Primary glaucoma has no specific cause, but secondary glaucoma is triggered by other medical conditions3 such as a family history of glaucoma, diabetes, short-sightedness (myopia), far-sightedness (hyperopia), an eye injury or infection, high blood pressure, and cortisone drugs or steroids.
The chances of developing glaucoma are also higher for people over the age of 60 and who are of African, Latin, or Hispanic descent.
To determine whether you have glaucoma, eye doctors will conduct a comprehensive dilated eye exam. You will need eye drops to dilate the pupil, then the doctor will check your eye.
Dilated eye exams include a visual acuity test, which determines how far and clear you can see; a visual field test to determine what your peripheral vision is like; an eye muscle function test; a pupil response test; and a tonometry test, which determines your eye pressure.
It is recommended that you undergo the procedure once a year if you have a high risk of glaucoma. Patients with diabetes or high blood pressure should also undergo the tests annually since their condition can lead to glaucoma.
Common Treatments for Glaucoma
Prescription eye drops are the most common treatment method for glaucoma. They aim to lower the eye pressure and stop it from damaging the optic nerve. However, they can neither reverse your glaucoma nor cure it. They only stop it from getting worse.
The type of eye drop prescribed depends on the other medicines or supplements you are already taking.
You need to use the eye drops everyday for it to be effective. Most people do not experience any problem in using glaucoma medicines, but some may experience a blurry vision, headache, a burning sensation in the eye, and a change in energy level or heartbeat.
Laser Treatment and Surgery
Other treatment options include laser treatment and surgery. Both treatment options also aim to decrease eye pressure by draining the fluid from the eye.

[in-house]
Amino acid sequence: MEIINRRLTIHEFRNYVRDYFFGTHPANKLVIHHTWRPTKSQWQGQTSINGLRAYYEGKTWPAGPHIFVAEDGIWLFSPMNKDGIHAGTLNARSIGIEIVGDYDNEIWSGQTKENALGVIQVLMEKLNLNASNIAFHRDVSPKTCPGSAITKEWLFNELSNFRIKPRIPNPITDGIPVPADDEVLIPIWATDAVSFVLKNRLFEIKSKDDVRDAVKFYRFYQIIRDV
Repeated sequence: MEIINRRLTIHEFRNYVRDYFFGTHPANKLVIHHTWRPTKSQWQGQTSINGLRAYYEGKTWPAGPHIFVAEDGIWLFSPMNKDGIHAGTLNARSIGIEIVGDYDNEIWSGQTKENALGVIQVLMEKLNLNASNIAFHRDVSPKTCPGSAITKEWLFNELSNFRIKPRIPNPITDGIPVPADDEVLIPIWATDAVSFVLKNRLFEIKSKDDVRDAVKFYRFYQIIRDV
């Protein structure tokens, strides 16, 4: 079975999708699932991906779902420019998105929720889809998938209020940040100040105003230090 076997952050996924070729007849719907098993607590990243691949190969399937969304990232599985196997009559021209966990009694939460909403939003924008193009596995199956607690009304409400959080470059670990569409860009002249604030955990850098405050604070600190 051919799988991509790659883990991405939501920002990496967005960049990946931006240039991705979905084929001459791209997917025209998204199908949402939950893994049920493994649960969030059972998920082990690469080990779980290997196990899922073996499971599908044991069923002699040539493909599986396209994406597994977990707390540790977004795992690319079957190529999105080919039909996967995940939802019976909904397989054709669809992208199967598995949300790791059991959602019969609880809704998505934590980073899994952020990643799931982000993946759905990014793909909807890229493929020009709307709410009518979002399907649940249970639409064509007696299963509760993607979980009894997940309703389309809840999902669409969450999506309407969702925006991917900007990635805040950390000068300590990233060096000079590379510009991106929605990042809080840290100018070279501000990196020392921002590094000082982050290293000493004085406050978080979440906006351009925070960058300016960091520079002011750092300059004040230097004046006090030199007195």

For laser treatment, you might feel some soreness after the procedure, but it usually goes away after a day. Unfortunately, its effects do not last forever. Most people still take their glaucoma medication after the treatment and will need to undergo another laser treatment when the last one wears off.
Surgeries, on the other hand, can prevent your glaucoma from getting worse but cannot recover the lost vision.
There are three main kinds of surgery for glaucoma: trabeculectomy, glaucoma implant surgery, and minimally invasive glaucoma surgery. It usually takes 2 to 4 weeks for the eye to heal.
Ozone Therapy for Glaucoma
With more people incurring glaucoma, the need to have alternative methods to treat it increases.
One such treatment is ozone therapy. It has been used for decades as treatment for a wide variety of diseases. Its therapeutic effects are studied4 even today.
At the same time, some eye doctors2 are also considering ozone therapy as a viable treatment option for ophthalmological diseases like glaucoma.
Ozone therapy utilizes medical ozone gas, a substance that has been known for its disinfecting and antioxidant properties. It also increases blood circulation, eliminates toxins, and improves organ function.
The procedure is considered as a potential treatment for glaucoma-inducing conditions such as diabetes and high blood pressure3. Recent studies2 have also demonstrated that ozone therapy yields better results than conventional treatments for glaucoma. However, more studies are needed to verify these results.
Glaucoma refers to various forms of eye diseases that can cause the gradual loss of vision. Unfortunately, there is no definite cure for it.
Treatments such as eye drops, laser, and surgery do not reverse glaucoma’s effects and only prevents further infection.
Alternatively, ozone therapy is used to help treat glaucoma. This procedure includes the introduction of medical ozone to the eyes, which can lead to better results than conventional treatments.
- Boyd, K. (2020, October 9). Glaucoma. Retrieved from https://www.aao.org/eye-health/diseases/what-is-glaucoma
- Diaz, E., Borrego, L., Menendez, S., Borrego, R., Borrego, R., & Lenin, V. (2019, October 28). OZONE THERAPY IN DIFFERENT OPHTHALMOLOGIC DISEASES. Retrieved from https://www.ozonetherapiesgroup.com/ozone-research/2019/10/28/ozone-therapy-in-different-ophthalmologic-diseases
- Pyper, L. (2014, March 5). What is glaucoma? Retrieved from https://salvagente.co.za/ozone-saunas/what-is-glaucoma/
- Rowen, R. (2012, December). The amazing ozone healing miracles from Cuba. Retrieved from http://www.oxygenhealingtherapies.com/Ozone_Cuban_Healing_Miracles.html